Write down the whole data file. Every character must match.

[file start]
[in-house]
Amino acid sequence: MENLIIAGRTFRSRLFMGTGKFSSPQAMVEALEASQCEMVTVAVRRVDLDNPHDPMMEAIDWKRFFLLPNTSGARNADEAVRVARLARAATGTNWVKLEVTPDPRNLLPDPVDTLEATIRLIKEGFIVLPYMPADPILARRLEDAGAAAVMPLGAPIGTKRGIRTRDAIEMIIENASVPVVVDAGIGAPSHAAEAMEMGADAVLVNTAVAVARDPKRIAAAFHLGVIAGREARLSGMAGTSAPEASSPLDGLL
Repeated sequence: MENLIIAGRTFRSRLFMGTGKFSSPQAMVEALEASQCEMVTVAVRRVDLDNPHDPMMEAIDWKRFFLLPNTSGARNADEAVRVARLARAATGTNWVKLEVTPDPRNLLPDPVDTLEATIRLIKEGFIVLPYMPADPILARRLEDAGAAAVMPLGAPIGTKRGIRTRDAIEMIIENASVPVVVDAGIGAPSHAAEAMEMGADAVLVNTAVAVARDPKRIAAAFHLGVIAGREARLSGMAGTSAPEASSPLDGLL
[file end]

[in-house]
Amino acid sequence: MENLIIAGRTFRSRLFMGTGKFSSPQAMVEALEASQCEMVTVAVRRVDLDNPHDPMMEAIDWKRFFLLPNTSGARNADEAVRVARLARAATGTNWVKLEVTPDPRNLLPDPVDTLEATIRLIKEGFIVLPYMPADPILARRLEDAGAAAVMPLGAPIGTKRGIRTRDAIEMIIENASVPVVVDAGIGAPSHAAEAMEMGADAVLVNTAVAVARDPKRIAAAFHLGVIAGREARLSGMAGTSAPEASSPLDGLL
Repeated sequence: MENLIIAGRTFRSRLFMGTGKFSSPQAMVEALEASQCEMVTVAVRRVDLDNPHDPMMEAIDWKRFFLLPNTSGARNADEAVRVARLARAATGTNWVKLEVTPDPRNLLPDPVDTLEATIRLIKEGFIVLPYMPADPILARRLEDAGAAAVMPLGAPIGTKRGIRTRDAIEMIIENASVPVVVDAGIGAPSHAAEAMEMGADAVLVNTAVAVARDPKRIAAAFHLGVIAGREARLSGMAGTSAPEASSPLDGLL